ICO sets out revised approach to public sector enforcement

The Information Commissioner’s Office (ICO) has set out a revised approach to working more effectively with public authorities.

This approach, which is outlined in an open letter from the UK Information Commissioner John Edwards to public authorities, will see use of the Commissioner’s discretion to reduce the impact of fines on the public sector, coupled with better engagement including publicising lessons learned and sharing good practice. It will be trialled over the next two years.

In practice, this will mean an increased use of the ICO’s wider powers, including warnings, reprimands and enforcement notices, with fines only issued in the most serious cases.

When a fine is considered, the decision notice will give an indication on the amount of the fine the case would have attracted. This will provide information to the wider economy about the levels of penalty others can expect from similar conduct.

Additionally, the ICO will be working more closely with the public sector to encourage compliance with data protection law and prevent harms before they happen.

In support of this approach, the ICO has received a commitment from the UK Government, specifically from the Cabinet Office and the Department for Digital, Culture, Media and Sport, to create a cross-Whitehall senior leadership group to encourage compliance with high data protection standards. The ICO will also engage with the Devolved Administrations and the wider public sector to determine the most effective way to deliver these improvements in these areas.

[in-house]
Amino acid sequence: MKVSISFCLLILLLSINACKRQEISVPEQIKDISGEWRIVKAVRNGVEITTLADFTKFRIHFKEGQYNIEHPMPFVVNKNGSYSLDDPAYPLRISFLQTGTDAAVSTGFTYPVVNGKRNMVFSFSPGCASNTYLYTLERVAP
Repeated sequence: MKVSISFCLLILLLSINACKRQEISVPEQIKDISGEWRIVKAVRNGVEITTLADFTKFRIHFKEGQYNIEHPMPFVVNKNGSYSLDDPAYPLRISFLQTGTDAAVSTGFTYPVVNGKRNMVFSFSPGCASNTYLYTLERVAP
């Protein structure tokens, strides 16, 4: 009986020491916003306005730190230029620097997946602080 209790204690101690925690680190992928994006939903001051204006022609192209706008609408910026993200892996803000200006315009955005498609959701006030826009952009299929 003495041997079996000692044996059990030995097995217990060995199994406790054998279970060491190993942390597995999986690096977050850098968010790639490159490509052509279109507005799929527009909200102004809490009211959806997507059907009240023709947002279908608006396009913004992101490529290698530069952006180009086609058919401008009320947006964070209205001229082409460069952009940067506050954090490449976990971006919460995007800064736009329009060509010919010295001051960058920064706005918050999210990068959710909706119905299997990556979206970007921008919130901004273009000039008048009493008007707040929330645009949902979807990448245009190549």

This revised approach is just one of the initiatives that will be set out in the coming weeks as part of ICO25 – the ICO’s new three-year strategic vision – to empower organisations to innovate while using people’s data responsibly.

In light of this change, the ICO has issued a reduced fine of £78,400 to Tavistock and Portman NHS Foundation Trust for disclosing 1,781 email addresses belonging to adult gender identity patients. The 2019 breach happened because the trust failed to use the ‘Bcc’ field and, within 30 minutes of the mailing, a screenshot of the email was shared on social media including the email addresses of some of the people affected.